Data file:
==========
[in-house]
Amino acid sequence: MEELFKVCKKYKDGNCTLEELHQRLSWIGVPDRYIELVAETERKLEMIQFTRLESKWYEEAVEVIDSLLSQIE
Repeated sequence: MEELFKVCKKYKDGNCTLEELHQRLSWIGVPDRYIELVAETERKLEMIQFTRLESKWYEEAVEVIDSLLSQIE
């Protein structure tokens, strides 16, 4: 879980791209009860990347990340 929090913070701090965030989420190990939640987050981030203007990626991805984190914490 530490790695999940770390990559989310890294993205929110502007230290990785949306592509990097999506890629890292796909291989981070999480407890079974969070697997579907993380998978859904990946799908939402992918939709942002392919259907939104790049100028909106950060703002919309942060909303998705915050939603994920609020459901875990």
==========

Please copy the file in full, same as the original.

[in-house]
Amino acid sequence: MEELFKVCKKYKDGNCTLEELHQRLSWIGVPDRYIELVAETERKLEMIQFTRLESKWYEEAVEVIDSLLSQIE
Repeated sequence: MEELFKVCKKYKDGNCTLEELHQRLSWIGVPDRYIELVAETERKLEMIQFTRLESKWYEEAVEVIDSLLSQIE
């Protein structure tokens, strides 16, 4: 879980791209009860990347990340 929090913070701090965030989420190990939640987050981030203007990626991805984190914490 530490790695999940770390990559989310890294993205929110502007230290990785949306592509990097999506890629890292796909291989981070999480407890079974969070697997579907993380998978859904990946799908939402992918939709942002392919259907939104790049100028909106950060703002919309942060909303998705915050939603994920609020459901875990």